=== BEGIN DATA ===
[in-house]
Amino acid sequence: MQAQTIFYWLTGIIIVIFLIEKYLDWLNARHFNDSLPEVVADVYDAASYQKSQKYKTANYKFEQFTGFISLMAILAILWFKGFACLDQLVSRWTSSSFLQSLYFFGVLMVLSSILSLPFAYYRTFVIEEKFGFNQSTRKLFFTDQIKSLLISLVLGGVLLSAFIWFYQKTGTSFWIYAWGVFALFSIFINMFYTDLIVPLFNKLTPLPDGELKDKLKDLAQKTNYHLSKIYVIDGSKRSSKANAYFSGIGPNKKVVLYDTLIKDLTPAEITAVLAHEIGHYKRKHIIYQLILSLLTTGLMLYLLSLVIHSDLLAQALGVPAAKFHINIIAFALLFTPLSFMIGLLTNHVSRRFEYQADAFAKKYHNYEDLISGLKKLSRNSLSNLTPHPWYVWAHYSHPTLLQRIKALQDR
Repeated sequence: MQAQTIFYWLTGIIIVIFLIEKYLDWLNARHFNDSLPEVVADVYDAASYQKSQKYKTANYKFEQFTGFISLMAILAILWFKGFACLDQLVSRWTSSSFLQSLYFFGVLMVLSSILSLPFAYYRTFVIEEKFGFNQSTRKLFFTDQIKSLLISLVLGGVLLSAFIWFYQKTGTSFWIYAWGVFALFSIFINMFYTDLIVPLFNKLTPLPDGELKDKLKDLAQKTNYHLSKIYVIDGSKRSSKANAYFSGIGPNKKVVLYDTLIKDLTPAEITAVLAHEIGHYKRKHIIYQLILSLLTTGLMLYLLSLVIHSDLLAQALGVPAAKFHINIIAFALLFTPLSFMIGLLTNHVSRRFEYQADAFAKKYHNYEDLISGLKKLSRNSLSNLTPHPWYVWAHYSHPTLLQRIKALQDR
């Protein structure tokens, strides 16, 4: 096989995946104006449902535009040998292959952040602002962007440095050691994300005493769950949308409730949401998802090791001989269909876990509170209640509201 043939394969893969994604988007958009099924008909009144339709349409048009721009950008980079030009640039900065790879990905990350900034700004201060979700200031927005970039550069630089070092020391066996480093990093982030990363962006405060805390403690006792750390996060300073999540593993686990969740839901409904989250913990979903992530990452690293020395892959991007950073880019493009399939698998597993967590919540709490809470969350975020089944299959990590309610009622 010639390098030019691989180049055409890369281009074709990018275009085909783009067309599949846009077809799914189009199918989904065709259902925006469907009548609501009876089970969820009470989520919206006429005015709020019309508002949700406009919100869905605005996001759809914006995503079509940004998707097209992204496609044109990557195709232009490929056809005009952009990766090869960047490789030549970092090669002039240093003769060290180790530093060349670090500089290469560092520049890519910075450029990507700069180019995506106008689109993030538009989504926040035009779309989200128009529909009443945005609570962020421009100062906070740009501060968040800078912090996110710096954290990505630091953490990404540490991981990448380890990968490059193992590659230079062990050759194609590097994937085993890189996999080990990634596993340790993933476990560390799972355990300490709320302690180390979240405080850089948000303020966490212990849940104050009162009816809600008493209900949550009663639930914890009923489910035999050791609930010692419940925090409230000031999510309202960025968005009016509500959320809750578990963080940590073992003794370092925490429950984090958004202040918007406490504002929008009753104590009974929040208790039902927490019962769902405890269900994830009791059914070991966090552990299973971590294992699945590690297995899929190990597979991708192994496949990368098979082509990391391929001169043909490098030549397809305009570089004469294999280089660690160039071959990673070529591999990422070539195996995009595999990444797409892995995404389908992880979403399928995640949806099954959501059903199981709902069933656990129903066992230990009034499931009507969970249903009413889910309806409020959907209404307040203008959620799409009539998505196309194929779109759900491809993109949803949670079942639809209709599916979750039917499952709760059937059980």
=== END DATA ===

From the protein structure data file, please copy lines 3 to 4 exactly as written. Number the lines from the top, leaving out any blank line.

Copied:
Repeated sequence: MQAQTIFYWLTGIIIVIFLIEKYLDWLNARHFNDSLPEVVADVYDAASYQKSQKYKTANYKFEQFTGFISLMAILAILWFKGFACLDQLVSRWTSSSFLQSLYFFGVLMVLSSILSLPFAYYRTFVIEEKFGFNQSTRKLFFTDQIKSLLISLVLGGVLLSAFIWFYQKTGTSFWIYAWGVFALFSIFINMFYTDLIVPLFNKLTPLPDGELKDKLKDLAQKTNYHLSKIYVIDGSKRSSKANAYFSGIGPNKKVVLYDTLIKDLTPAEITAVLAHEIGHYKRKHIIYQLILSLLTTGLMLYLLSLVIHSDLLAQALGVPAAKFHINIIAFALLFTPLSFMIGLLTNHVSRRFEYQADAFAKKYHNYEDLISGLKKLSRNSLSNLTPHPWYVWAHYSHPTLLQRIKALQDR
């Protein structure tokens, strides 16, 4: 096989995946104006449902535009040998292959952040602002962007440095050691994300005493769950949308409730949401998802090791001989269909876990509170209640509201 043939394969893969994604988007958009099924008909009144339709349409048009721009950008980079030009640039900065790879990905990350900034700004201060979700200031927005970039550069630089070092020391066996480093990093982030990363962006405060805390403690006792750390996060300073999540593993686990969740839901409904989250913990979903992530990452690293020395892959991007950073880019493009399939698998597993967590919540709490809470969350975020089944299959990590309610009622 010639390098030019691989180049055409890369281009074709990018275009085909783009067309599949846009077809799914189009199918989904065709259902925006469907009548609501009876089970969820009470989520919206006429005015709020019309508002949700406009919100869905605005996001759809914006995503079509940004998707097209992204496609044109990557195709232009490929056809005009952009990766090869960047490789030549970092090669002039240093003769060290180790530093060349670090500089290469560092520049890519910075450029990507700069180019995506106008689109993030538009989504926040035009779309989200128009529909009443945005609570962020421009100062906070740009501060968040800078912090996110710096954290990505630091953490990404540490991981990448380890990968490059193992590659230079062990050759194609590097994937085993890189996999080990990634596993340790993933476990560390799972355990300490709320302690180390979240405080850089948000303020966490212990849940104050009162009816809600008493209900949550009663639930914890009923489910035999050791609930010692419940925090409230000031999510309202960025968005009016509500959320809750578990963080940590073992003794370092925490429950984090958004202040918007406490504002929008009753104590009974929040208790039902927490019962769902405890269900994830009791059914070991966090552990299973971590294992699945590690297995899929190990597979991708192994496949990368098979082509990391391929001169043909490098030549397809305009570089004469294999280089660690160039071959990673070529591999990422070539195996995009595999990444797409892995995404389908992880979403399928995640949806099954959501059903199981709902069933656990129903066992230990009034499931009507969970249903009413889910309806409020959907209404307040203008959620799409009539998505196309194929779109759900491809993109949803949670079942639809209709599916979750039917499952709760059937059980």